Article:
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Contrasting species and functional beta diversity in montane ant assemblages

View Article: PubMed Central - PubMed

ABSTRACT

Aim: Beta diversity describes the variation in species composition between sites and can be used to infer why different species occupy different parts of the globe. It can be viewed in a number of ways. First, it can be partitioned into two distinct patterns: turnover and nestedness. Second, it can be investigated from either a species identity or a functional‐trait point of view. We aim to document for the first time how these two aspects of beta diversity vary in response to a large environmental gradient.

Location: Maloti‐Drakensberg Mountains, southern Africa.

Methods: We sampled ant assemblages along an extensive elevational gradient (900–3000 m a.s.l.) twice yearly for 7 years, and collected functional‐trait information related to the species’ dietary and habitat‐structure preferences. We used recently developed methods to partition species and functional beta diversity into their turnover and nestedness components. A series of models were used to test whether the observed beta diversity patterns differed from random expectations.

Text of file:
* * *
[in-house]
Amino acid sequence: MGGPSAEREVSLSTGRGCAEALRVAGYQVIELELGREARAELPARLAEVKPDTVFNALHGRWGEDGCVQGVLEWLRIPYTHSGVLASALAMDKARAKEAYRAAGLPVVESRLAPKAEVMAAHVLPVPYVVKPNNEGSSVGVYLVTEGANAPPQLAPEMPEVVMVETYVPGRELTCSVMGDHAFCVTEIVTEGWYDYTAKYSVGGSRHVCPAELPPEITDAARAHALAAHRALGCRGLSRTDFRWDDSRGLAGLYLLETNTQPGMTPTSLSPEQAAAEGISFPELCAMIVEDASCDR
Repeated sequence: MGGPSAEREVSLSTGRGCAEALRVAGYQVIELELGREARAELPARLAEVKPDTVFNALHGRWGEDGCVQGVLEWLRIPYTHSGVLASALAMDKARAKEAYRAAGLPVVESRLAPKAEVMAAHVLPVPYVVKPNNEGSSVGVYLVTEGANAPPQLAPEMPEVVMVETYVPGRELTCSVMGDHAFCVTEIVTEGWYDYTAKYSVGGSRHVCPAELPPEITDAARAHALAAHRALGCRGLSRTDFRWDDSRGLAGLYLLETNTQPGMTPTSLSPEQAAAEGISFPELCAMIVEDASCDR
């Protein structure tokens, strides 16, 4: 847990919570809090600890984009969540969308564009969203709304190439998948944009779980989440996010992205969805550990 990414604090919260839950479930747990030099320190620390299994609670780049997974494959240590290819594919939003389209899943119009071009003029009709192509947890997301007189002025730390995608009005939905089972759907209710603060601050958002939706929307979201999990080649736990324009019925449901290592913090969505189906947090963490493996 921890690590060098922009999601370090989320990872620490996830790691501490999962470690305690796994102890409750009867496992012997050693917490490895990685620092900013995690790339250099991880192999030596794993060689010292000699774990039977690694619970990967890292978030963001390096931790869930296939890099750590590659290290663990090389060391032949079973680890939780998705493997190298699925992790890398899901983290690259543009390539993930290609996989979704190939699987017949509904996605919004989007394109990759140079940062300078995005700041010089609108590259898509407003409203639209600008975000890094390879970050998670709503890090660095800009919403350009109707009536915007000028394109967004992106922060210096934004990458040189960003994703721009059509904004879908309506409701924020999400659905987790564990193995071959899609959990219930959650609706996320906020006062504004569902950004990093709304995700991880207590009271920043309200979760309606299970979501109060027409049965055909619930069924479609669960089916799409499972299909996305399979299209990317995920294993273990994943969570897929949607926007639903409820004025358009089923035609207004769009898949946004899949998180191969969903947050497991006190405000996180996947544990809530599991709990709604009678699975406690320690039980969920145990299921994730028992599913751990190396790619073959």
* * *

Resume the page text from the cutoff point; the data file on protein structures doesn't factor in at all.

Results: Species beta diversity was driven by turnover, but functional beta diversity was composed of both turnover and nestedness patterns at different parts of the gradient. Null models revealed that deterministic processes were likely to be responsible for the species patterns but that the functional changes were indistinguishable from stochasticity.

Main conclusions: Different ant species are found with increasing elevation, but they tend to represent an increasingly nested subset of the available functional strategies. This finding is unique and narrows down the list of possible factors that control ant existence across elevation. We conclude that diet and habitat preferences have little role in structuring ant assemblages in montane environments and that some other factor must be driving the non‐random patterns of species turnover. This finding also highlights the importance of distinguishing between different kinds of beta diversity.

No MeSH data available.


Related in: MedlinePlus

Plot of the first two principal coordinate axes of functional trait spaces occupied by the ant fauna of the Sani Pass, southern Africa. Regions where turnover (darker red) and nestedness (darker blue) dominate are highlighted. The density of turnover and nestedness occurrence throughout the space was calculated separately and then combined to produce a single gradient describing the dominance of either pattern. Turnover was defined as areas present in a higher elevations that were not present in the lowest elevation. Nestedness was defined as areas present in higher elevations that were also present in the lowest elevation.